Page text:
A stone bruise is a hard kernel that forms on the bottom of your foot and can be quite painful. It can be even more painful to get the stone bruise cut out of your foot, and costly, too. So, what causes a stone bruise? Some types of shoes cause stone bruises because some shoes fail to shield your feet from trauma. If you are currently suffering from a stone bruise, don’t pay a high price to get it removed. Here is how you can remove it yourself:
Remove the protruding cone. If you have a stone bruise and don’t know how to remove it, chances are that you are limping around, trying to avoid putting any weight on your foot. If so, then look at the bottom of your foot and see if you have a protruding or kernel in the sore area of your foot. If you do, then you can simply remove it. Take a pair of scissors that has long, thin blades (like barber or moustache scissors) and sterilize the points with alcohol. Open up the scissors and use one of the points to push the kernel up and out of your foot. It should pop out of your foot. (Once the kernel has grown up and out of the foot, it comes out easily.) Look at the kernel that you just removed from your foot. It likely looks like a cone and might even have small circles around the stem of it. Congratulations, you just gave your foot some huge relief, but you’re not done.
Wear a corn pad. Sterilize the open place on the bottom of your foot with either peroxide or alcohol. Dry the hole and then press down as you rub your finger across the hole. Do you feel a small kernel pressing inside your foot? (You might not feel it with your hand, but your foot will feel it as your finger presses the meat of your foot toward the bone.) If you feel this, then this is the beginning of another stone bruise, but you don’t want to let it get as bad as the one you just removed, so here is what you do: place a corn pad (one that is a circle with an open middle) on top of the hole in your foot (where the initial kernel resided) and wear it until your foot recovers from the soreness that the initial kernel produced. Once your foot recovers from its soreness, you might discover that some your skin has grown over the hole that the initial kernel left. If you will look closely, though, this skin might look transparent. This means that a callous is growing over it, so you will have to cut down into it to remove the new kernel.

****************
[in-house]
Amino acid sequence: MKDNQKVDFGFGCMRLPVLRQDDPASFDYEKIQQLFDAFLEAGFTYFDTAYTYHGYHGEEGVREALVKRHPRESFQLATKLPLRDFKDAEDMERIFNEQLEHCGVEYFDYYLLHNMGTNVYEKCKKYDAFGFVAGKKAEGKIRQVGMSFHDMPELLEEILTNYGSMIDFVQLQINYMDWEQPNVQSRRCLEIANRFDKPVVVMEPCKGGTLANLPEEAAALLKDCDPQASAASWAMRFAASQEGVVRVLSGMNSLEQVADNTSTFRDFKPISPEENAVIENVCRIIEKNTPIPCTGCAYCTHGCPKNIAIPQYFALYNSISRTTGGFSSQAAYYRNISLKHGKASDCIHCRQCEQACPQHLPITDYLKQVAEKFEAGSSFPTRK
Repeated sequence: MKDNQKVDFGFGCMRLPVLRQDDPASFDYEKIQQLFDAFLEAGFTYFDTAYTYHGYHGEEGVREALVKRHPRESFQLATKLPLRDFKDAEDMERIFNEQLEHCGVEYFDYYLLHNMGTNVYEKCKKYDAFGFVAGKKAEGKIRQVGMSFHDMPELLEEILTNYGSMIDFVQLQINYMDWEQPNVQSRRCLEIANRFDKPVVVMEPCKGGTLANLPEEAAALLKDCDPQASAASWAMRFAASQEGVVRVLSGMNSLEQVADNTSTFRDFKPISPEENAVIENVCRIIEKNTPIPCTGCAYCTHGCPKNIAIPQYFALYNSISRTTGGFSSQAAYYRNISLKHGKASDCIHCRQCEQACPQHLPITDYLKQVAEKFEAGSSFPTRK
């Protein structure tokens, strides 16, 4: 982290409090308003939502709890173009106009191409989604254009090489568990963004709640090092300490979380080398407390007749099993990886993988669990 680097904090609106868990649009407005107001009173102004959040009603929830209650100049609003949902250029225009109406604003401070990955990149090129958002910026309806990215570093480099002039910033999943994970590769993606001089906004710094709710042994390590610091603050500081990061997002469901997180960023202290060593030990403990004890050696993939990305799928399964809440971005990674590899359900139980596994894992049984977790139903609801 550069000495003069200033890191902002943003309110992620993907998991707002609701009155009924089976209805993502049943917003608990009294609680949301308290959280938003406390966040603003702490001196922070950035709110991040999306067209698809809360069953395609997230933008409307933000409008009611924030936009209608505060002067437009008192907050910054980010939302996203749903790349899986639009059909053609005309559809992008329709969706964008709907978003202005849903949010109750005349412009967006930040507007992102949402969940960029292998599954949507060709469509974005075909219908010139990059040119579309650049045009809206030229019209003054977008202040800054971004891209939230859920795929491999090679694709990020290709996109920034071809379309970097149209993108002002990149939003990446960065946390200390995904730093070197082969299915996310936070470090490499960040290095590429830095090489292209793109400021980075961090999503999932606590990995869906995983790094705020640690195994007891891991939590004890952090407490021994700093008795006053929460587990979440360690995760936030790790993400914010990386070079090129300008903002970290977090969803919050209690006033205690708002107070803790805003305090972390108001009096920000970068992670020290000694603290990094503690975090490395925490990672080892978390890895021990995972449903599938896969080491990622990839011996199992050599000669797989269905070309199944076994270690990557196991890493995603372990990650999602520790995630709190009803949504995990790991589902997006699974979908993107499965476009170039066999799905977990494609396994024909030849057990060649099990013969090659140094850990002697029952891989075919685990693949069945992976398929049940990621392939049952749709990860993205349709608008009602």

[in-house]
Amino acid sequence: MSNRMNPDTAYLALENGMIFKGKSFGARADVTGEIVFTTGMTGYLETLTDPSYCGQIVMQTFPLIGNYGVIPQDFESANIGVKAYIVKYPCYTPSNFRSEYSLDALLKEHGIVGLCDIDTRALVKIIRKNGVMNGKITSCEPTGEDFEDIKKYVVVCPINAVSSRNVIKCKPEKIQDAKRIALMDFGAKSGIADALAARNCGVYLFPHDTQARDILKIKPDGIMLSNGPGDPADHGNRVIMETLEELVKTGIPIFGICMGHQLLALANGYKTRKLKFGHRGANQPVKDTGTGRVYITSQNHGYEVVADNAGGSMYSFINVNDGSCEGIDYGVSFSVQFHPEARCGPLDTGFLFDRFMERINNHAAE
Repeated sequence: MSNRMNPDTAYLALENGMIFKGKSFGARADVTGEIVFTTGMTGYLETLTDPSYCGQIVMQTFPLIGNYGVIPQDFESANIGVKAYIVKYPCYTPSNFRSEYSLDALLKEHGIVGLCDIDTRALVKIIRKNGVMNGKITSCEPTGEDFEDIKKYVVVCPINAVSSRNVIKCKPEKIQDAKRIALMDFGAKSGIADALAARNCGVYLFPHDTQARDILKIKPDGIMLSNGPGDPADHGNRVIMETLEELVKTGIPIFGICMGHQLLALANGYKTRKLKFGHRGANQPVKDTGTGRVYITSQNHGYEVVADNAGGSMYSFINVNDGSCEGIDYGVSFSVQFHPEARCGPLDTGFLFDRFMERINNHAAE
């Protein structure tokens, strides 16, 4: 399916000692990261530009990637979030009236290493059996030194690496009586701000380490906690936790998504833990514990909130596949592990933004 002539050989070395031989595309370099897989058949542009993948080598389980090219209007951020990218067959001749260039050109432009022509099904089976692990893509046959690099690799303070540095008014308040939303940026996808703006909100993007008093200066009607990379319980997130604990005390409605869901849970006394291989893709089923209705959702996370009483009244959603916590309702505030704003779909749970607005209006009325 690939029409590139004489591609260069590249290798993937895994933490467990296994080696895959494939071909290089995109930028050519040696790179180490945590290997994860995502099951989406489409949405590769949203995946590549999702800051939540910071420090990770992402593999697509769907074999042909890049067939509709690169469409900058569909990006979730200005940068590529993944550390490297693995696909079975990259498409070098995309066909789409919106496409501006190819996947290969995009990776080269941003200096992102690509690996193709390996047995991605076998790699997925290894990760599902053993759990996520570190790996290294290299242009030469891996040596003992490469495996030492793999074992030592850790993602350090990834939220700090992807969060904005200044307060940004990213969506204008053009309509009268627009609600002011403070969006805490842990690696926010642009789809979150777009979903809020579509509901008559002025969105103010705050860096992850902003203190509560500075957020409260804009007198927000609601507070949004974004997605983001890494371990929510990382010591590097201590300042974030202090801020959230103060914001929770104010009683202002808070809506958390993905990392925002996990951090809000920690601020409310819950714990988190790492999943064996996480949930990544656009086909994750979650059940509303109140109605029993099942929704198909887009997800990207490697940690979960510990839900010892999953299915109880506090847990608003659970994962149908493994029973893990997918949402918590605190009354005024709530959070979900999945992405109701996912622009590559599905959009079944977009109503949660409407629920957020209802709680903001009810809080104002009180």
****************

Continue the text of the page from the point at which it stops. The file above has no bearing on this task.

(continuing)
Cut out the seed. When your foot recovers from the soreness, and you feel the new kernel move closer to the surface, you can begin to cut it out. This will be a process, though; you cannot do this all in one sitting. Just take your sterilized scissors and use the points to lightly poke around the skin on your foot that is close to the new kernel. You will likely find that part of this skin is callous, so you can cut inward toward the new kernel without pain as long as you cut in the calloused area. If you cut inward, you can remove a portion of the new kernel if it is close enough to the top of your foot. If it isn’t, cutting inward into the callous will allow the kernel room to grow outward enough for you to reach it. Once you can reach it, you can place the scissor’s point beneath the kernel and pull upward. This will only get a portion, but if you continue the process, you will eventually get it all. Just keep wearing the corn pads to help the kernel push toward the surface and keep removing portions of the surfacing kernel until you remove it all.
When you begin to feel as if you have a pebble in your shoe, then chances are you have another stone bruise forming, so take action immediately, rather than suffering the constant pain that a stone bruise causes. Too, take note of the types of shoes that you are wearing when you get stone bruises and change types of shoes when you notice a pattern. The best way to take care of your feet is to take preventative action, rather than curing what ails them.